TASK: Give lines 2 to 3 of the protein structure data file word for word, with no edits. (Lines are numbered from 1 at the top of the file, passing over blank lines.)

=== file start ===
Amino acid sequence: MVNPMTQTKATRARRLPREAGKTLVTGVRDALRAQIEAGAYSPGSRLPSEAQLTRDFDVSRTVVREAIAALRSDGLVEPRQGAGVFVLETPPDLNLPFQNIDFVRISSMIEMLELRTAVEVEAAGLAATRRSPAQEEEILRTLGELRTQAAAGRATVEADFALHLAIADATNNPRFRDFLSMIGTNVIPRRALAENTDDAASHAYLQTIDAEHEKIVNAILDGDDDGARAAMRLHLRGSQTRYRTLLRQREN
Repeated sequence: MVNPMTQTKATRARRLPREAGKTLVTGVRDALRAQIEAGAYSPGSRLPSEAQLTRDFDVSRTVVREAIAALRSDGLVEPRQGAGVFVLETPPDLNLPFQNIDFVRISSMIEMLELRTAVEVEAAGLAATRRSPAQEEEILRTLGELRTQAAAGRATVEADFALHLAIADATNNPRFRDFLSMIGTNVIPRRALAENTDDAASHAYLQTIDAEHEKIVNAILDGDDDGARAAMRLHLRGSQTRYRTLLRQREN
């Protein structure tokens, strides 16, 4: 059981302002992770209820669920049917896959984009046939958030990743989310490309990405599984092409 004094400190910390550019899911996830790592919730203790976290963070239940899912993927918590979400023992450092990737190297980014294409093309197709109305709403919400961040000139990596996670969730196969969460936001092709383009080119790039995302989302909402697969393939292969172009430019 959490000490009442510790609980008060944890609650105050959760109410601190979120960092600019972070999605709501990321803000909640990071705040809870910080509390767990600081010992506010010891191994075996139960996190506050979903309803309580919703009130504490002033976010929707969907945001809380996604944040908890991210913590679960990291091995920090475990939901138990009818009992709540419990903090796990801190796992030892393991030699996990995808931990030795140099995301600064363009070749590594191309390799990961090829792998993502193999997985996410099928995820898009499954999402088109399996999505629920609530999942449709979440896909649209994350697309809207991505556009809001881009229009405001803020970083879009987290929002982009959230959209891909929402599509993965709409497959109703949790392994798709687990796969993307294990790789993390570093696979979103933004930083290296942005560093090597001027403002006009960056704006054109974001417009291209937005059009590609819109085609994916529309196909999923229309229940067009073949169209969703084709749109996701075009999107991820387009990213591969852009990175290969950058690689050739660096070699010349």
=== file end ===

Repeated sequence: MVNPMTQTKATRARRLPREAGKTLVTGVRDALRAQIEAGAYSPGSRLPSEAQLTRDFDVSRTVVREAIAALRSDGLVEPRQGAGVFVLETPPDLNLPFQNIDFVRISSMIEMLELRTAVEVEAAGLAATRRSPAQEEEILRTLGELRTQAAAGRATVEADFALHLAIADATNNPRFRDFLSMIGTNVIPRRALAENTDDAASHAYLQTIDAEHEKIVNAILDGDDDGARAAMRLHLRGSQTRYRTLLRQREN
């Protein structure tokens, strides 16, 4: 059981302002992770209820669920049917896959984009046939958030990743989310490309990405599984092409 004094400190910390550019899911996830790592919730203790976290963070239940899912993927918590979400023992450092990737190297980014294409093309197709109305709403919400961040000139990596996670969730196969969460936001092709383009080119790039995302989302909402697969393939292969172009430019 959490000490009442510790609980008060944890609650105050959760109410601190979120960092600019972070999605709501990321803000909640990071705040809870910080509390767990600081010992506010010891191994075996139960996190506050979903309803309580919703009130504490002033976010929707969907945001809380996604944040908890991210913590679960990291091995920090475990939901138990009818009992709540419990903090796990801190796992030892393991030699996990995808931990030795140099995301600064363009070749590594191309390799990961090829792998993502193999997985996410099928995820898009499954999402088109399996999505629920609530999942449709979440896909649209994350697309809207991505556009809001881009229009405001803020970083879009987290929002982009959230959209891909929402599509993965709409497959109703949790392994798709687990796969993307294990790789993390570093696979979103933004930083290296942005560093090597001027403002006009960056704006054109974001417009291209937005059009590609819109085609994916529309196909999923229309229940067009073949169209969703084709749109996701075009999107991820387009990213591969852009990175290969950058690689050739660096070699010349």